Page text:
Discussion Or Distraction: Snowden And The Surveillance Disclosures
Well, fine. There was a feeling of personal vindication in reading the Bloomberg editorial during this morning’s perusal of editorial opinions. You see, I have taken the position that the dissing of Edward Snowden, as well as the speculation of his whereabouts, has become a distraction to the central issues that we should be focused on.
When the President of the United States invites us to have a national discussion on issues of security, surveillance, privacy and civil liberties, it seems odd that we begin the discussion by attempting to apprehend and prosecute the person who started the discussion. And, it seems an odd debating tactic, in what should be an open discussion, that we devote seemingly endless energy to maligning the person who set the facts on the table that undergird that discussion.
So here’s a sample of what the editors of Bloomberg had to say in an attempt to bring the discussion back to the substance that President Obama called us to consider:
Snowden’s location and motives are interesting to speculate about, but they shouldn’t distract attention from what really matters in all this:
— Twelve years after the Sept. 11 attacks (and two years after the killing of Osama bin Laden) the security apparatus created in response is growing, not shrinking.
— The U.S. government is monitoring its citizens’ communications on a scale that was previously unknown and is without precedent.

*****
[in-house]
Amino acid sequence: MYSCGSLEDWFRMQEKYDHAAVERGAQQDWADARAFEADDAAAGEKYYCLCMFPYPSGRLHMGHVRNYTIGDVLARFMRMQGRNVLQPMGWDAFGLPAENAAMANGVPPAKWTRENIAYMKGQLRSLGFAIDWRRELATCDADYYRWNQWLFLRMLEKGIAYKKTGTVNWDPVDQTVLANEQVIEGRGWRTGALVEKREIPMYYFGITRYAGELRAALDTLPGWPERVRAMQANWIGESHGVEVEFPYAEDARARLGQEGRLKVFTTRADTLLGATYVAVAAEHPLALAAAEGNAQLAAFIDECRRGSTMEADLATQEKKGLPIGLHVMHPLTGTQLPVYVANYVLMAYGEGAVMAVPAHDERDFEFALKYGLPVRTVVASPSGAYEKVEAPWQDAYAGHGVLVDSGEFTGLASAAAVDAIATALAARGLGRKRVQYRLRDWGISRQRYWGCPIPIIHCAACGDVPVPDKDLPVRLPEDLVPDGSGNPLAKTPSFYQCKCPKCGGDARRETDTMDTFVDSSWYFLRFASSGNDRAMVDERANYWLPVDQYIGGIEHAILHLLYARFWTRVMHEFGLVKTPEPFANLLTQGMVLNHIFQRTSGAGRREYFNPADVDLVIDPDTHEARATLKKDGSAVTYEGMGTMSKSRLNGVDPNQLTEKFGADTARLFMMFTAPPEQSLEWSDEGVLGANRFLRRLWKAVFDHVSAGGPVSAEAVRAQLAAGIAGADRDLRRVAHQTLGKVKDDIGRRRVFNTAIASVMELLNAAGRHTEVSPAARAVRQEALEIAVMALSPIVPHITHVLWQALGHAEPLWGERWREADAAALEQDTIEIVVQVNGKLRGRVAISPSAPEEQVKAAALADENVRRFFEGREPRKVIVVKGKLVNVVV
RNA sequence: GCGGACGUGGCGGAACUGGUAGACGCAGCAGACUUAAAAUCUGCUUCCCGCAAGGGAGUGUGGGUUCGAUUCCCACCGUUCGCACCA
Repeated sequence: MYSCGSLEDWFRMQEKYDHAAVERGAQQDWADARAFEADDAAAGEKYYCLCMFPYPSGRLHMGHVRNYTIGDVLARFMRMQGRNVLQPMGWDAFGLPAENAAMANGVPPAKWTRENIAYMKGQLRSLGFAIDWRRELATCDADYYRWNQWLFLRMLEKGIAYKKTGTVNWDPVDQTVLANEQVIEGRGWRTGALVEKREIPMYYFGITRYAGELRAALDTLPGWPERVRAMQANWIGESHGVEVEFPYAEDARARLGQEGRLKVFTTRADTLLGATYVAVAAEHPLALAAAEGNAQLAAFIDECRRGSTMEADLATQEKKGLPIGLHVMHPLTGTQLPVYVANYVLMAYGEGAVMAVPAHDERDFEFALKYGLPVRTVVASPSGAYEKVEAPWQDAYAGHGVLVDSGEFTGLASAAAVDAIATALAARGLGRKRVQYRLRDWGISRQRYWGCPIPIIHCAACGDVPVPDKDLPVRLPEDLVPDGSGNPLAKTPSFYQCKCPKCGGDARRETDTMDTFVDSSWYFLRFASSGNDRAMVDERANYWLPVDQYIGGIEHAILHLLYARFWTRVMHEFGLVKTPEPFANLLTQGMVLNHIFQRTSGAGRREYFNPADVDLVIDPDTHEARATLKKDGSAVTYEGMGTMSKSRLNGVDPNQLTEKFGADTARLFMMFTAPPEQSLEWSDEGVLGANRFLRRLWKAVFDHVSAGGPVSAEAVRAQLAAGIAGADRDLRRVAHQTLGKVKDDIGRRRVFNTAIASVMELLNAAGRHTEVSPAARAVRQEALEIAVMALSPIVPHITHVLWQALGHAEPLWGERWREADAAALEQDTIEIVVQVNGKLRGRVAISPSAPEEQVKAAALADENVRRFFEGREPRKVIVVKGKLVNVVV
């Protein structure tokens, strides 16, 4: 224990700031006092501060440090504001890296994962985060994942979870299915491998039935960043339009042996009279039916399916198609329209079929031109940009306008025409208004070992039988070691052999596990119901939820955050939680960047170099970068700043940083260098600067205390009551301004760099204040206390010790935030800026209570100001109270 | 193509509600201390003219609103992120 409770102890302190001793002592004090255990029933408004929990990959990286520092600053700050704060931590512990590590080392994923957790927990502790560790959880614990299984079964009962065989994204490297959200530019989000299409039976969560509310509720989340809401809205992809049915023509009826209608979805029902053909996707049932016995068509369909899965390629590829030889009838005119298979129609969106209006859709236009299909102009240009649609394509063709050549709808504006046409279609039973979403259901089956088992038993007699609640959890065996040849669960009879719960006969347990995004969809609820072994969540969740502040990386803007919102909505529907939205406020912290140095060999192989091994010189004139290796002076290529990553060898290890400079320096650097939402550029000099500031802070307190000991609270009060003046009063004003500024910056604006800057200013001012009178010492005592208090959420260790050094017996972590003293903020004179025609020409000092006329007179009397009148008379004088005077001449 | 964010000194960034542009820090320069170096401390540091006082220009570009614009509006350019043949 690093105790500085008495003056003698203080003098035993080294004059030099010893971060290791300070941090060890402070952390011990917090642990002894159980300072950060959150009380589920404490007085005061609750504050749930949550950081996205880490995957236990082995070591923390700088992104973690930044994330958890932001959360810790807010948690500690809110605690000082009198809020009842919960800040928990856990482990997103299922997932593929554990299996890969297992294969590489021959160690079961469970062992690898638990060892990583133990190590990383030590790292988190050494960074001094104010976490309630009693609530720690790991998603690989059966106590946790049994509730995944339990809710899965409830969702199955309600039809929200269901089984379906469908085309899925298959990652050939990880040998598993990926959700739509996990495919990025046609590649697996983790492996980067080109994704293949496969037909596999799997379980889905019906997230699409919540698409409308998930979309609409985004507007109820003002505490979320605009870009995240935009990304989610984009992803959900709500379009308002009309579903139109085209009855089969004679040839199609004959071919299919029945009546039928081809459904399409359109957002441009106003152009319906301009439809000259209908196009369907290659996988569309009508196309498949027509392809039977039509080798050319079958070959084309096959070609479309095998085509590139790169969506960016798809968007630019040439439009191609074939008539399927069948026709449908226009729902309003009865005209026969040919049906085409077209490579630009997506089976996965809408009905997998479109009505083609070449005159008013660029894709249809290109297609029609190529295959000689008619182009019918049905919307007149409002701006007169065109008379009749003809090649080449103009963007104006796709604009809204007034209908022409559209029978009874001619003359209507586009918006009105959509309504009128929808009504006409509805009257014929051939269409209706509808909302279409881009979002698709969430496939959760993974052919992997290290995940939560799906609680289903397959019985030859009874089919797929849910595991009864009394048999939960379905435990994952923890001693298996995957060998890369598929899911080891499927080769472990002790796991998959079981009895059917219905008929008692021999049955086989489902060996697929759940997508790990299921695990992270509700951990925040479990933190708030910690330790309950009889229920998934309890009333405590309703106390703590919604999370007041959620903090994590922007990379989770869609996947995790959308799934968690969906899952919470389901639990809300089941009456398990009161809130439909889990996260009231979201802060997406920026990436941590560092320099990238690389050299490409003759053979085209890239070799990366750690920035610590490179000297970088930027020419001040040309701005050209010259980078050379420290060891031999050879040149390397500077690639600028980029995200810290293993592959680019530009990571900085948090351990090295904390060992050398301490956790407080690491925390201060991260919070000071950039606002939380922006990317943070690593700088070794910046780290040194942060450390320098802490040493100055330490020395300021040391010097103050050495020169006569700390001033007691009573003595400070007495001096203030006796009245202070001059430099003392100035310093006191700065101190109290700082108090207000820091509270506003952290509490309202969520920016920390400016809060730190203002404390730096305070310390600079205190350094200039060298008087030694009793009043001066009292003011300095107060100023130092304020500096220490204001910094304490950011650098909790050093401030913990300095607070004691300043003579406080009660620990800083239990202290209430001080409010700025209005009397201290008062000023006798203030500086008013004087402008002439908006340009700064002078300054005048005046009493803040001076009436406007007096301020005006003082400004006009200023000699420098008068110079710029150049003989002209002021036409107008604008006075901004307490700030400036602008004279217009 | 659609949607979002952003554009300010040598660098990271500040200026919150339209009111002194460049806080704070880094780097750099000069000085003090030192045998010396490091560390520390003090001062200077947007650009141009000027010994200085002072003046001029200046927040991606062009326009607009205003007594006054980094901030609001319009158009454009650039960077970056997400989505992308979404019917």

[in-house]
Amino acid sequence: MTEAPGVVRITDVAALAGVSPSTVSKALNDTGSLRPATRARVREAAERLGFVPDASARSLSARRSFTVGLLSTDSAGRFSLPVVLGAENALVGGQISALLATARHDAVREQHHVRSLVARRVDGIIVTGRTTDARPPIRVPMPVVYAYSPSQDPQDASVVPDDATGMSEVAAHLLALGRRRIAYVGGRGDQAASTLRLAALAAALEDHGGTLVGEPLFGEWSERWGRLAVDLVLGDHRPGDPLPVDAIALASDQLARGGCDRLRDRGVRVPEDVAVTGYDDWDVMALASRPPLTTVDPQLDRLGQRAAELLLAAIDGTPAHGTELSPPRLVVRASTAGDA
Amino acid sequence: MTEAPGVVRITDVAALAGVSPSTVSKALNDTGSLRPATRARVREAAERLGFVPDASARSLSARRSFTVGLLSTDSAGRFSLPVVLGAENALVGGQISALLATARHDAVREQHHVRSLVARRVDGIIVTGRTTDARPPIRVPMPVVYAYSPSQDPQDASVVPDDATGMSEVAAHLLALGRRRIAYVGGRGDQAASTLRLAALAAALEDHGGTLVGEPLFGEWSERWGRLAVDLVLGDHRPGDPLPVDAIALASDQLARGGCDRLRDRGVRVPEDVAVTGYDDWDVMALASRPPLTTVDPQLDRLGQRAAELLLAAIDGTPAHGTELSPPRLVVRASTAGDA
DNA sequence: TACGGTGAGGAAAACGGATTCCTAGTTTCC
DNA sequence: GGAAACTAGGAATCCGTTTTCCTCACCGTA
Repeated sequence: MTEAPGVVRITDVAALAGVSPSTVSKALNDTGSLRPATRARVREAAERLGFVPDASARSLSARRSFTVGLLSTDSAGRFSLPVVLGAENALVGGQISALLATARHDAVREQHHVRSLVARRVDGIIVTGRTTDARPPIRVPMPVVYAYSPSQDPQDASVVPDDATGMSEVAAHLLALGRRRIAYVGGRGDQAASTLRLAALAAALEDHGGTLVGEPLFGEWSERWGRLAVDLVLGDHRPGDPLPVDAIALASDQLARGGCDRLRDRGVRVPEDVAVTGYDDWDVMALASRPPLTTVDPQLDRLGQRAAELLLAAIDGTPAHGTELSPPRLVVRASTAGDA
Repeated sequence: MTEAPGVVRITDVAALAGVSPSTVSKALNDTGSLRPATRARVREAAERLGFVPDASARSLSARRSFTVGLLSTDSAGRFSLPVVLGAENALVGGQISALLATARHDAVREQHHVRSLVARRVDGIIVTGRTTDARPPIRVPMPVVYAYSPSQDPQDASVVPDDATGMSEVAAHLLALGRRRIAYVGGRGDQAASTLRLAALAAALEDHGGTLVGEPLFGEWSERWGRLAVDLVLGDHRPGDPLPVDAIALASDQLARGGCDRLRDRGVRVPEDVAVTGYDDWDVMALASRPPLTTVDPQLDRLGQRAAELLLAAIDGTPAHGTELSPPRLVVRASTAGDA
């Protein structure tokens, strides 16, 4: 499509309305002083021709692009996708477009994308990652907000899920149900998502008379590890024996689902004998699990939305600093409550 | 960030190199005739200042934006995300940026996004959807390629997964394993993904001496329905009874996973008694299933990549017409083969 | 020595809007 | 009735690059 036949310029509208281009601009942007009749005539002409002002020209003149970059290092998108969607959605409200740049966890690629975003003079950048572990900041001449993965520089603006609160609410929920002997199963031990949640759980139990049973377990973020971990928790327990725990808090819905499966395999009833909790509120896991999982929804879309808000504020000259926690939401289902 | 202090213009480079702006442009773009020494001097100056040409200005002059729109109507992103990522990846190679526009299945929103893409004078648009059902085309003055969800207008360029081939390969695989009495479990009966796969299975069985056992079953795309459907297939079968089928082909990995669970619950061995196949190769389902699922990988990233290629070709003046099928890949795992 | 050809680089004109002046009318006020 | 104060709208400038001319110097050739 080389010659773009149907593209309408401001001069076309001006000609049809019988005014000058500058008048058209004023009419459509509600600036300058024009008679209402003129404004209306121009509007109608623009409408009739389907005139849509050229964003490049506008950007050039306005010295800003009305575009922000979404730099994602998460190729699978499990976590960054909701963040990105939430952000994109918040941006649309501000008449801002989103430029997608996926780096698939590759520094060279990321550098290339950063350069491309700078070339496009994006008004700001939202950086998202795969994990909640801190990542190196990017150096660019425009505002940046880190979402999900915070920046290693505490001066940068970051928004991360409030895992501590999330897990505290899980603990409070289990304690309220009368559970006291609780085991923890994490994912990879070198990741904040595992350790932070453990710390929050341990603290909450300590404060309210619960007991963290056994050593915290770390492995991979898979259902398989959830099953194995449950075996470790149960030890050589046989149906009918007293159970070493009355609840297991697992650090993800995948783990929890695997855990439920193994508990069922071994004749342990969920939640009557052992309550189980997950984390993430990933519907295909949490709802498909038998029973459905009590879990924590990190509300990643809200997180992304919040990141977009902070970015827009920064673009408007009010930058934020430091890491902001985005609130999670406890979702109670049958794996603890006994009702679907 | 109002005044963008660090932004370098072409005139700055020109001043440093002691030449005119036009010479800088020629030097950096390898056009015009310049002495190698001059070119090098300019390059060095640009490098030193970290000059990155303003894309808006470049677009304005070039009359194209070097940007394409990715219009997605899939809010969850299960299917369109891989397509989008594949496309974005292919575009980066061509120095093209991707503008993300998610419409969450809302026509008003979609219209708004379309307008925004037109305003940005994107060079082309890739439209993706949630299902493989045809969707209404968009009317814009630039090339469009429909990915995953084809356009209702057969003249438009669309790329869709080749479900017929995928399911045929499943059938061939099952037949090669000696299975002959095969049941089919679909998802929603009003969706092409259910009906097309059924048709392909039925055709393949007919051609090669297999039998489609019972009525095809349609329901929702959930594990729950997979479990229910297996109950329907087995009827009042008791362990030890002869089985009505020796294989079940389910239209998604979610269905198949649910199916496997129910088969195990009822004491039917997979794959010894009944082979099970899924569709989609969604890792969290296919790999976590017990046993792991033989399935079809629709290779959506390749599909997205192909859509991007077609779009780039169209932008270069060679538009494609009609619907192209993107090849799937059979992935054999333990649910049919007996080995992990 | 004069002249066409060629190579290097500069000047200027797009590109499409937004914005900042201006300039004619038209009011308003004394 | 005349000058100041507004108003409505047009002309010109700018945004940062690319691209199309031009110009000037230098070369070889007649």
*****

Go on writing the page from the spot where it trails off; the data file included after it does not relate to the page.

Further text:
— The Foreign Intelligence Surveillance Court has declined just 11 of the government’s more than 33,900 surveillance requests.
— The legal interpretation of Section 215 of the Patriot Act, which is used by that court to rule on government requests for information, is classified. So the laws that enable this surveillance are themselves, in effect, secret.
— The group meant to guarantee appropriate privacy safeguards, the Privacy and Civil Liberties Oversight Board, was authorized by Congress in 2007, but didn’t get a full-time chairman until last month, and has met with President Barack Obama exactly once.
You can read the whole Bloomberg piece here. There are also two other TMV pieces this morning that show the growing reaction to making Snowden the issue. One from Joe Gandelman , and one from Dorian Dewind .
This doesn’t mean the media should stop reporting on Snowden’s whereabouts. There is a legitimate interest in that. There will also be a continuing and legitimate interest in the pursuit of any criminal charges, with a wide variety of opinions on the subject. But, let’s not let the personal character traits of the whistleblower prevent us from hearing the whistle and engaging in the discussion our president invited us to attend.